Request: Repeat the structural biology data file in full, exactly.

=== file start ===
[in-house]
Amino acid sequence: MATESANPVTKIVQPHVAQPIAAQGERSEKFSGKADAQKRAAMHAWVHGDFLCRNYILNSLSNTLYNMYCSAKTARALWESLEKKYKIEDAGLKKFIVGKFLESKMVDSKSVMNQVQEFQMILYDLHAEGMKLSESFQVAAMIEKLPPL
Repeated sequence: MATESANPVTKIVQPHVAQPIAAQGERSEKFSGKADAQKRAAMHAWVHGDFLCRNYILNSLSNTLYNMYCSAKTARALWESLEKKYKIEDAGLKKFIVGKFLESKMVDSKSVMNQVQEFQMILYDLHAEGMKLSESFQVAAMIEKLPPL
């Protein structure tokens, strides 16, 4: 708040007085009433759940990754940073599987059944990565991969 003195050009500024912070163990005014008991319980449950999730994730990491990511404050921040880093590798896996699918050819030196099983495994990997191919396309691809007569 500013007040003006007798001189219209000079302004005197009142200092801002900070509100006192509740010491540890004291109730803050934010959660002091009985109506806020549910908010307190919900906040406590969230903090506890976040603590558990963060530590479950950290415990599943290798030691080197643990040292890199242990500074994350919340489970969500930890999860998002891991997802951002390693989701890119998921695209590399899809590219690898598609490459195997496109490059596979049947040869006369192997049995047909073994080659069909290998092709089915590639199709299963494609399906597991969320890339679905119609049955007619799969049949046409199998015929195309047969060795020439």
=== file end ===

[in-house]
Amino acid sequence: MATESANPVTKIVQPHVAQPIAAQGERSEKFSGKADAQKRAAMHAWVHGDFLCRNYILNSLSNTLYNMYCSAKTARALWESLEKKYKIEDAGLKKFIVGKFLESKMVDSKSVMNQVQEFQMILYDLHAEGMKLSESFQVAAMIEKLPPL
Repeated sequence: MATESANPVTKIVQPHVAQPIAAQGERSEKFSGKADAQKRAAMHAWVHGDFLCRNYILNSLSNTLYNMYCSAKTARALWESLEKKYKIEDAGLKKFIVGKFLESKMVDSKSVMNQVQEFQMILYDLHAEGMKLSESFQVAAMIEKLPPL
């Protein structure tokens, strides 16, 4: 708040007085009433759940990754940073599987059944990565991969 003195050009500024912070163990005014008991319980449950999730994730990491990511404050921040880093590798896996699918050819030196099983495994990997191919396309691809007569 500013007040003006007798001189219209000079302004005197009142200092801002900070509100006192509740010491540890004291109730803050934010959660002091009985109506806020549910908010307190919900906040406590969230903090506890976040603590558990963060530590479950950290415990599943290798030691080197643990040292890199242990500074994350919340489970969500930890999860998002891991997802951002390693989701890119998921695209590399899809590219690898598609490459195997496109490059596979049947040869006369192997049995047909073994080659069909290998092709089915590639199709299963494609399906597991969320890339679905119609049955007619799969049949046409199998015929195309047969060795020439």